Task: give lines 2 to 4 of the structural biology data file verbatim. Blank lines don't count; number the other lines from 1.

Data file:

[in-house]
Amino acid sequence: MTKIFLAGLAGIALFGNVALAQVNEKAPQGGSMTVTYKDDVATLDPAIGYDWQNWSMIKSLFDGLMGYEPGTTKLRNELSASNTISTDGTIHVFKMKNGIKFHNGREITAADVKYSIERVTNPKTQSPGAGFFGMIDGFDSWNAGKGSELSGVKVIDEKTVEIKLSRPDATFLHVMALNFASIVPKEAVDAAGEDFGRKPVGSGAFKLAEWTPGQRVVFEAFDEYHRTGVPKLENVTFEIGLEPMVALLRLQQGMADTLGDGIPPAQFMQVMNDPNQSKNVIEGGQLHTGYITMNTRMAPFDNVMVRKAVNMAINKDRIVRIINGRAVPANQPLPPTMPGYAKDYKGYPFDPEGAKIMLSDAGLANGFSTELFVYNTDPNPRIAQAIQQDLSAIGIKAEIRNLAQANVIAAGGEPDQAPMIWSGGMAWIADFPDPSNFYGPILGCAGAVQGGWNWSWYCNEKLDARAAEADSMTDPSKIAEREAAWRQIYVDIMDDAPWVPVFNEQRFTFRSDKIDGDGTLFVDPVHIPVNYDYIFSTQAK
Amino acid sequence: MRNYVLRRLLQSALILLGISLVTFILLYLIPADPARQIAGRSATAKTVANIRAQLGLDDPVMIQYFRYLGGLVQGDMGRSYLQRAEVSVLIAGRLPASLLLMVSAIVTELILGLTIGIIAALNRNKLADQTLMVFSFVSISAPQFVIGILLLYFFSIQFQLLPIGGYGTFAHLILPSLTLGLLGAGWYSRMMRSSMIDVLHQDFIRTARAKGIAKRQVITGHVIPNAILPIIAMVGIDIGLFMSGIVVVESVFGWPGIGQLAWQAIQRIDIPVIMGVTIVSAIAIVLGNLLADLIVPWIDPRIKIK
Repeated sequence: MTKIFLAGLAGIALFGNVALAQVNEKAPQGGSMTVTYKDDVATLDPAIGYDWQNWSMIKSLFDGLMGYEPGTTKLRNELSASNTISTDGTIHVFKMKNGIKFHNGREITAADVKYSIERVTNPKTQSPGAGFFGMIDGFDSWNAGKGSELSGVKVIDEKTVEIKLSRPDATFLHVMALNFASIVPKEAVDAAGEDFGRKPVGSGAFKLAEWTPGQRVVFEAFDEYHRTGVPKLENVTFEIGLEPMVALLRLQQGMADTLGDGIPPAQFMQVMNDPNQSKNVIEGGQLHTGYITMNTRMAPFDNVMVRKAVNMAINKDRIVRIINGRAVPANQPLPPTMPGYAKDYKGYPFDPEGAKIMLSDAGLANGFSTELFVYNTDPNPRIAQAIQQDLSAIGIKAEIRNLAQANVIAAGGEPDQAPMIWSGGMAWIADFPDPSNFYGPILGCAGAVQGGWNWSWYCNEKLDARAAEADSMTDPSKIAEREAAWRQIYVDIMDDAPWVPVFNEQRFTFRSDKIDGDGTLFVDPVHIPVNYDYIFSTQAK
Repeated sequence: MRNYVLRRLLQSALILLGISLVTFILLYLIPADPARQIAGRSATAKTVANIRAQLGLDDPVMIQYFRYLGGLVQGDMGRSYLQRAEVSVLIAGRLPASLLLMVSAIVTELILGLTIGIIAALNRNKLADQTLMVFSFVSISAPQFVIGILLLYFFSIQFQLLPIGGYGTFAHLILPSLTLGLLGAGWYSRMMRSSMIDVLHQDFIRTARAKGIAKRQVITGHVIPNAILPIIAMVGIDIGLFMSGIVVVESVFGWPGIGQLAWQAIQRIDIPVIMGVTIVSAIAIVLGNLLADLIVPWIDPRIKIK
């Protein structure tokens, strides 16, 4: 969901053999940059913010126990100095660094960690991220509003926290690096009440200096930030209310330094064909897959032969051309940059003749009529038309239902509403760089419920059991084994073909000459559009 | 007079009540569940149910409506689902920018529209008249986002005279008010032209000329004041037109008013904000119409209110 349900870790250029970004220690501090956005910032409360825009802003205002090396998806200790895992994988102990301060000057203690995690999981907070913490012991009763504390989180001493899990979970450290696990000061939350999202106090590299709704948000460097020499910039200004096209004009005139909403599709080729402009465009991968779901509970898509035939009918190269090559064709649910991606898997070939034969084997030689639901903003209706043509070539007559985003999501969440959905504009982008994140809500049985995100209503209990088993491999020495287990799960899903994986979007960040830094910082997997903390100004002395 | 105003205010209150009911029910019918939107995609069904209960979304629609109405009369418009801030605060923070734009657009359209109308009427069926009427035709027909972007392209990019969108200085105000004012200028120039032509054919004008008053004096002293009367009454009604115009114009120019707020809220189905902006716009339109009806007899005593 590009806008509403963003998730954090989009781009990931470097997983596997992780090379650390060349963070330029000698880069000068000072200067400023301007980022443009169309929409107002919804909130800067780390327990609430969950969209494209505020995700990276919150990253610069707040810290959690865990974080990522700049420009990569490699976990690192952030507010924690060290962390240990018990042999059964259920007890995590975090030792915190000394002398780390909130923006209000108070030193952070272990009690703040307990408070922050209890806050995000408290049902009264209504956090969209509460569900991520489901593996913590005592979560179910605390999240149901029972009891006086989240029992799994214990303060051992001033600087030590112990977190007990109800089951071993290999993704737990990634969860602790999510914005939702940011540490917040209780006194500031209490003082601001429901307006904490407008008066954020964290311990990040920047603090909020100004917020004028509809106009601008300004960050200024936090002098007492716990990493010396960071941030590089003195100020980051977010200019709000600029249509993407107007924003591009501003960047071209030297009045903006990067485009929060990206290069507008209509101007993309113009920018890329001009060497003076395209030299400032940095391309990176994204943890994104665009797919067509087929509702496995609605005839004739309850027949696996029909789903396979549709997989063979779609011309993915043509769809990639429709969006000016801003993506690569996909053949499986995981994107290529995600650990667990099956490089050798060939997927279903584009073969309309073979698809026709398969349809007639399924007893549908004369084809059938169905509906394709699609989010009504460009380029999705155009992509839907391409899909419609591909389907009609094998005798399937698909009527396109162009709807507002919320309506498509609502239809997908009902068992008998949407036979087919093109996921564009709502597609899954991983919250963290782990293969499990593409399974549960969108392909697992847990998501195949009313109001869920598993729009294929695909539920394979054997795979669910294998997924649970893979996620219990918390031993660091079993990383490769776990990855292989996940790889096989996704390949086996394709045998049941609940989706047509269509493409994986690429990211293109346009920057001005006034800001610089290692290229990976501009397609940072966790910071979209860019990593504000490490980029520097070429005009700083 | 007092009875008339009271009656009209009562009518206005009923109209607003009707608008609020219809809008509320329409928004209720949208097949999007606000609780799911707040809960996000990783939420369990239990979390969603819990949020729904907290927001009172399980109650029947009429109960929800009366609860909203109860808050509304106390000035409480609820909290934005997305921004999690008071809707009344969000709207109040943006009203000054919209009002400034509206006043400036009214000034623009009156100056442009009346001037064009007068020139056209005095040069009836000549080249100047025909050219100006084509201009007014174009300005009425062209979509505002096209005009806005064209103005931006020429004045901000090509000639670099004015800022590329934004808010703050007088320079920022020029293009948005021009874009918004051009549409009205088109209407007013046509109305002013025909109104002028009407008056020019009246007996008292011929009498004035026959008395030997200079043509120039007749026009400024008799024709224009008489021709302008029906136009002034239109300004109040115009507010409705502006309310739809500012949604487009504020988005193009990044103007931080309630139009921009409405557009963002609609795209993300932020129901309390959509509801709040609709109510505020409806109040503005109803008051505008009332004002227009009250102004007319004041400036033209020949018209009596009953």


Amino acid sequence: MTKIFLAGLAGIALFGNVALAQVNEKAPQGGSMTVTYKDDVATLDPAIGYDWQNWSMIKSLFDGLMGYEPGTTKLRNELSASNTISTDGTIHVFKMKNGIKFHNGREITAADVKYSIERVTNPKTQSPGAGFFGMIDGFDSWNAGKGSELSGVKVIDEKTVEIKLSRPDATFLHVMALNFASIVPKEAVDAAGEDFGRKPVGSGAFKLAEWTPGQRVVFEAFDEYHRTGVPKLENVTFEIGLEPMVALLRLQQGMADTLGDGIPPAQFMQVMNDPNQSKNVIEGGQLHTGYITMNTRMAPFDNVMVRKAVNMAINKDRIVRIINGRAVPANQPLPPTMPGYAKDYKGYPFDPEGAKIMLSDAGLANGFSTELFVYNTDPNPRIAQAIQQDLSAIGIKAEIRNLAQANVIAAGGEPDQAPMIWSGGMAWIADFPDPSNFYGPILGCAGAVQGGWNWSWYCNEKLDARAAEADSMTDPSKIAEREAAWRQIYVDIMDDAPWVPVFNEQRFTFRSDKIDGDGTLFVDPVHIPVNYDYIFSTQAK
Amino acid sequence: MRNYVLRRLLQSALILLGISLVTFILLYLIPADPARQIAGRSATAKTVANIRAQLGLDDPVMIQYFRYLGGLVQGDMGRSYLQRAEVSVLIAGRLPASLLLMVSAIVTELILGLTIGIIAALNRNKLADQTLMVFSFVSISAPQFVIGILLLYFFSIQFQLLPIGGYGTFAHLILPSLTLGLLGAGWYSRMMRSSMIDVLHQDFIRTARAKGIAKRQVITGHVIPNAILPIIAMVGIDIGLFMSGIVVVESVFGWPGIGQLAWQAIQRIDIPVIMGVTIVSAIAIVLGNLLADLIVPWIDPRIKIK
Repeated sequence: MTKIFLAGLAGIALFGNVALAQVNEKAPQGGSMTVTYKDDVATLDPAIGYDWQNWSMIKSLFDGLMGYEPGTTKLRNELSASNTISTDGTIHVFKMKNGIKFHNGREITAADVKYSIERVTNPKTQSPGAGFFGMIDGFDSWNAGKGSELSGVKVIDEKTVEIKLSRPDATFLHVMALNFASIVPKEAVDAAGEDFGRKPVGSGAFKLAEWTPGQRVVFEAFDEYHRTGVPKLENVTFEIGLEPMVALLRLQQGMADTLGDGIPPAQFMQVMNDPNQSKNVIEGGQLHTGYITMNTRMAPFDNVMVRKAVNMAINKDRIVRIINGRAVPANQPLPPTMPGYAKDYKGYPFDPEGAKIMLSDAGLANGFSTELFVYNTDPNPRIAQAIQQDLSAIGIKAEIRNLAQANVIAAGGEPDQAPMIWSGGMAWIADFPDPSNFYGPILGCAGAVQGGWNWSWYCNEKLDARAAEADSMTDPSKIAEREAAWRQIYVDIMDDAPWVPVFNEQRFTFRSDKIDGDGTLFVDPVHIPVNYDYIFSTQAK